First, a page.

Growth deficiency has long been associated with WBS, with mean adult height corresponding to the third percentile in both sexes (Pankau et al. 1992). Consistent with this, mild growth deficiencies were observed in Gtf2ird1-deficient mice, as was recently reported for homozygous Gtf2ird1 mutants (Tassabehji et al. 2005). Similar results were seen in a mouse deficient for another gene from the WBS deletion, Cyln2 (Hoogenraad et al. 2002), raising the possibility that the growth deficiency seen in individuals with WBS results from additive hemizygosity for Cyln2 and Gtf2ird1.
Craniofacial abnormalities were also reported in Gtf2ird1 mutants, including a proportion of homozygous mice with severely misaligned jaws (Tassabehji et al. 2005). We did not see any obvious craniofacial abnormalities in our homozygous mice although a careful quantitative analysis may be required to identify subtle abnormalities. A recent report of a second Gtf2ird1 null mouse generated using fusion of a LacZ cassette into exon 2 of the gene, also failed to detect any overt craniofacial abnormalities (Palmer et al. 2006). The difference in phenotype penetrance may be because of the influence of other genes involved in the pathways regulating craniofacial development. Our mice are maintained on a mixed, predominantly outbred genetic background, whereas the insertional mutants were on a mixed inbred background (C57BL/6 × CBA/J). The penetrance of craniofacial anomalies in mouse models of Smith–Magenis syndrome was recently shown to be highly dependent on genetic background (Yan et al. 2007).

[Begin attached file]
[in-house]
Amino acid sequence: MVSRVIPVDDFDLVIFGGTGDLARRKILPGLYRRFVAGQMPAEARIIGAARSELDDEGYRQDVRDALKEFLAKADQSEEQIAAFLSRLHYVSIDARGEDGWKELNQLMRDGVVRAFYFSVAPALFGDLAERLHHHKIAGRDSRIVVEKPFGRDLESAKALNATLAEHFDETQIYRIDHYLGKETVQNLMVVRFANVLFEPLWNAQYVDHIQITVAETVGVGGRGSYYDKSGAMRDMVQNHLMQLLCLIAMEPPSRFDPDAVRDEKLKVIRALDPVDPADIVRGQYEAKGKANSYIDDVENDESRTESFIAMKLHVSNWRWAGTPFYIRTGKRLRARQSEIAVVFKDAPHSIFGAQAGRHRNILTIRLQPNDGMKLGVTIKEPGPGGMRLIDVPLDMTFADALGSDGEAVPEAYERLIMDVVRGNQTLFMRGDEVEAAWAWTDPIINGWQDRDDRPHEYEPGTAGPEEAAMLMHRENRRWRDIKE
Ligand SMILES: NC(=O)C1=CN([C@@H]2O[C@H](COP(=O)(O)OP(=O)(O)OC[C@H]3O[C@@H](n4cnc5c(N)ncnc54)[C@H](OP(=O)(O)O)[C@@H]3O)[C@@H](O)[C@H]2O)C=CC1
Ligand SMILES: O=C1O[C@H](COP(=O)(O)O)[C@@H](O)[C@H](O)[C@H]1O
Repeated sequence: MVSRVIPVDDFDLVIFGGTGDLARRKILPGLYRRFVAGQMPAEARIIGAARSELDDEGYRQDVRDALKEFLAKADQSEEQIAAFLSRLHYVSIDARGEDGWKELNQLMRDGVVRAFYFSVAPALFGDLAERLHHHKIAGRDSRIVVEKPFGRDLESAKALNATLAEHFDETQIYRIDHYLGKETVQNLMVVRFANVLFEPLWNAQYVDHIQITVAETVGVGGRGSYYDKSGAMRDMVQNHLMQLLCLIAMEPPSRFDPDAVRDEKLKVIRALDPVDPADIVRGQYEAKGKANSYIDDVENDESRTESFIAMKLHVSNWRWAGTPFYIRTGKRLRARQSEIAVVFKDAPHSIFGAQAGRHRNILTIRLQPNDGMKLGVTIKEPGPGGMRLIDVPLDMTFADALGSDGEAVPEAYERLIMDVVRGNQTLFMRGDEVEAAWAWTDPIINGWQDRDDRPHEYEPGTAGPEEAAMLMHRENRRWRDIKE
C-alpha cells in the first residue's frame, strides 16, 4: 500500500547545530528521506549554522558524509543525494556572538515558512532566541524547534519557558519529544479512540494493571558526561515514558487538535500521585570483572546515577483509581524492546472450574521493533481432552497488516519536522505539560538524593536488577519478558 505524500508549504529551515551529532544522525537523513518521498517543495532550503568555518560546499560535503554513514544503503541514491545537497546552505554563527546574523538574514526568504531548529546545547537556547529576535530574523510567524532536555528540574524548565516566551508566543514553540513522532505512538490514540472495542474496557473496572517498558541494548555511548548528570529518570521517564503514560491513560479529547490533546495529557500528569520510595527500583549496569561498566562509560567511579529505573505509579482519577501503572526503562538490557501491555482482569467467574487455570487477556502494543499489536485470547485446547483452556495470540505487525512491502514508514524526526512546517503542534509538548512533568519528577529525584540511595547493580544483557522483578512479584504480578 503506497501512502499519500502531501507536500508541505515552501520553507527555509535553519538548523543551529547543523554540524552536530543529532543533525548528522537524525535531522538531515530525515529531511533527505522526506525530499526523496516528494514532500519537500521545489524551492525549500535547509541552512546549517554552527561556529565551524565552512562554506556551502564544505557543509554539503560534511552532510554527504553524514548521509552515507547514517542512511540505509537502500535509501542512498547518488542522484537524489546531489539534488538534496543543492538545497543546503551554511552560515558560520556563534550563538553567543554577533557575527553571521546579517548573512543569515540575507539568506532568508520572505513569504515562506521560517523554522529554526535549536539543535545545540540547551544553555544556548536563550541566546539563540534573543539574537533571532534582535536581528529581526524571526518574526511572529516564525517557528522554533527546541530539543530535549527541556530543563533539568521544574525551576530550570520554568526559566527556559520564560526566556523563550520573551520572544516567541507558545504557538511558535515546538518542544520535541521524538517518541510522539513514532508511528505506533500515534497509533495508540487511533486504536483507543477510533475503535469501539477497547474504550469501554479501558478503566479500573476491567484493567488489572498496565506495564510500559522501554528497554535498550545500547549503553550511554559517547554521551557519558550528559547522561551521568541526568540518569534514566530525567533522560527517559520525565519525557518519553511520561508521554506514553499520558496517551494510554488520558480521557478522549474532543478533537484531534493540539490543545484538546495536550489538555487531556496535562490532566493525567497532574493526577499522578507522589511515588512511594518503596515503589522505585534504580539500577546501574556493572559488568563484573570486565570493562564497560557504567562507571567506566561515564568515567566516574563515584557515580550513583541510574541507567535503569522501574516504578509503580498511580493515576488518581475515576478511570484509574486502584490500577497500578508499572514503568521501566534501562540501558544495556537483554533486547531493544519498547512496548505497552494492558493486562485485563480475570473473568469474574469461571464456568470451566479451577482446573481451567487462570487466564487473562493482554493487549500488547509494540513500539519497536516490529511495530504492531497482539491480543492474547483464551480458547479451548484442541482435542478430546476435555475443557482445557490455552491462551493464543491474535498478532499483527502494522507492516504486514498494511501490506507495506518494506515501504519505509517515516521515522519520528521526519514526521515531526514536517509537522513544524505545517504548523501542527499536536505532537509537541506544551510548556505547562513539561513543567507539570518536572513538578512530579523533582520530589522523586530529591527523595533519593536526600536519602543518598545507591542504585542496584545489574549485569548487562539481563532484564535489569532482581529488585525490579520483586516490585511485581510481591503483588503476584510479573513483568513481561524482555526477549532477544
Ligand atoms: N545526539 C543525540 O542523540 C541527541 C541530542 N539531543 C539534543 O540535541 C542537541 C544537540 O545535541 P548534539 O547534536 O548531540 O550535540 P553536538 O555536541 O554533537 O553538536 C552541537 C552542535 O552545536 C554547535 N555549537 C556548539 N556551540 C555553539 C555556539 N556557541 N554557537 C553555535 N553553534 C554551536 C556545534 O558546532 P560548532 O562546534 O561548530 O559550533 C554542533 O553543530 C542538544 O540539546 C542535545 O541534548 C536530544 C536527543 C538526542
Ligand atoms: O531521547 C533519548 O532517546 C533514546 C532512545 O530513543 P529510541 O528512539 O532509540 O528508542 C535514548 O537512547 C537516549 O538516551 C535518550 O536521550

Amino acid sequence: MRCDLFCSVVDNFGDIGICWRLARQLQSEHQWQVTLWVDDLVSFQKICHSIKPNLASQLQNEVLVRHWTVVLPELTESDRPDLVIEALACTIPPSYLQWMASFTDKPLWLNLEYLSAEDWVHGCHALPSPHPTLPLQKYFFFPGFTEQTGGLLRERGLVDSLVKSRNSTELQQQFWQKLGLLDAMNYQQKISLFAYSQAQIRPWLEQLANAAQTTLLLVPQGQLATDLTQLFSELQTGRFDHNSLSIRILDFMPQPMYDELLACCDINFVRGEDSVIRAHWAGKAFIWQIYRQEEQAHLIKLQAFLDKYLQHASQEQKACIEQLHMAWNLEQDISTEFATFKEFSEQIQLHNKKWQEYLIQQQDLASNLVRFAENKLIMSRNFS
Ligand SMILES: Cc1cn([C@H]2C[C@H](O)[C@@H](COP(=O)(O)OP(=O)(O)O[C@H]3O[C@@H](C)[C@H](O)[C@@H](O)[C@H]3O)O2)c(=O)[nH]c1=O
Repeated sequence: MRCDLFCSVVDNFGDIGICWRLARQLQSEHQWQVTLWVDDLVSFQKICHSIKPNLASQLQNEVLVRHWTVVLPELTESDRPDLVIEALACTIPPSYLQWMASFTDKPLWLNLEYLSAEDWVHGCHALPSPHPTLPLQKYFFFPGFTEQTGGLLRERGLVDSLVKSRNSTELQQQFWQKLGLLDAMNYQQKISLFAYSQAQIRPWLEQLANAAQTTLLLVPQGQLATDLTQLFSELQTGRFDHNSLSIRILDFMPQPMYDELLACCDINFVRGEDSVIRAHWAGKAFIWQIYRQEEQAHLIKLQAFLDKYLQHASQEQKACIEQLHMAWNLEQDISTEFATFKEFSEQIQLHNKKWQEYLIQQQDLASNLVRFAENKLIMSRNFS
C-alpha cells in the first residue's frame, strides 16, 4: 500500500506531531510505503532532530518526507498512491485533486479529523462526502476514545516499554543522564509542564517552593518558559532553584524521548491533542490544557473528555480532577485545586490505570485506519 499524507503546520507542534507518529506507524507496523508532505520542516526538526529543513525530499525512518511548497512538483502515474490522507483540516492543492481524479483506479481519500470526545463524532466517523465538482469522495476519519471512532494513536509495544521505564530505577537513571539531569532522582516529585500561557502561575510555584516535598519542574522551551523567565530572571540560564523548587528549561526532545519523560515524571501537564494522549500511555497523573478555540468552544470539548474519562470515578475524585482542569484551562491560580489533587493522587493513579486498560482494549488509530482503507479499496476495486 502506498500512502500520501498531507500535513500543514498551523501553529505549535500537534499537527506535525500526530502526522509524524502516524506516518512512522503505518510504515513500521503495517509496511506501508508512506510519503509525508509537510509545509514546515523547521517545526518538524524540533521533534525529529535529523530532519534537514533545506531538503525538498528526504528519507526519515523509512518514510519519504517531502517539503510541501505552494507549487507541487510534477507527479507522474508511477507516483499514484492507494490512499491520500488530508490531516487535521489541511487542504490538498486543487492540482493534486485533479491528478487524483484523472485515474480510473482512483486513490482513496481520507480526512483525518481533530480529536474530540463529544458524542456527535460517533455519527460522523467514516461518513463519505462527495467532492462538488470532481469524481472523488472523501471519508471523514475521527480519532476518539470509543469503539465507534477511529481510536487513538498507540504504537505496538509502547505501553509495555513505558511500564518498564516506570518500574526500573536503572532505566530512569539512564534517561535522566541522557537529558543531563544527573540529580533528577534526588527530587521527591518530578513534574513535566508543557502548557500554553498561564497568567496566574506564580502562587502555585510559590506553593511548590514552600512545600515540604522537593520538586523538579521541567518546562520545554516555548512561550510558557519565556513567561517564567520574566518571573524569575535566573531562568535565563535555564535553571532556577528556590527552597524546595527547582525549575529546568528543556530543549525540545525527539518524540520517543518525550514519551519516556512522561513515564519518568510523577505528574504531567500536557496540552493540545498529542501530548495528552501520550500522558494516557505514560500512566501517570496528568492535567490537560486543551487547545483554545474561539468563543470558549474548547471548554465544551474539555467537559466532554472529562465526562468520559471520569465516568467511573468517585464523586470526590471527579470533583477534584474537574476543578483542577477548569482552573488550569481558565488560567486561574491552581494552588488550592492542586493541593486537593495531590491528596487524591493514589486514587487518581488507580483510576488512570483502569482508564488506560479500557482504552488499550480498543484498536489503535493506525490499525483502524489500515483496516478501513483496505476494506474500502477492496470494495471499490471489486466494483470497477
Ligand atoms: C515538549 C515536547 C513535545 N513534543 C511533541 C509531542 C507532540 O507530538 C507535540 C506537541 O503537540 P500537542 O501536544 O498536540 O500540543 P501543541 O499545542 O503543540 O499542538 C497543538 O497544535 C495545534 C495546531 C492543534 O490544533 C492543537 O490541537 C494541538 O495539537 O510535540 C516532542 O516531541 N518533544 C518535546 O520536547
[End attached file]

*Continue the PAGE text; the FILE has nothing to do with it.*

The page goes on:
Disruption of only a single copy of Gtf2ird1 in mice results in decreased aggression and natural fear response, and increased social interaction combined with impaired amygdala-based learning. These alterations closely resemble phenotypes observed in WBS and suggest that the haploinsufficiency of GTF2IRD1 contributes to the physical and behavioral deficits associated with this disorder. The Gtf2ird1 mutant mice present an opportunity to identify downstream genes and pathways that are essential for proper development and maintenance of certain aspects of human behavior. These mice provide the basis for manipulations not possible in humans, for example, the global analysis of gene expression in the amygdala before and after behavioral testing, and should prove a valuable model for an intriguing human disorder.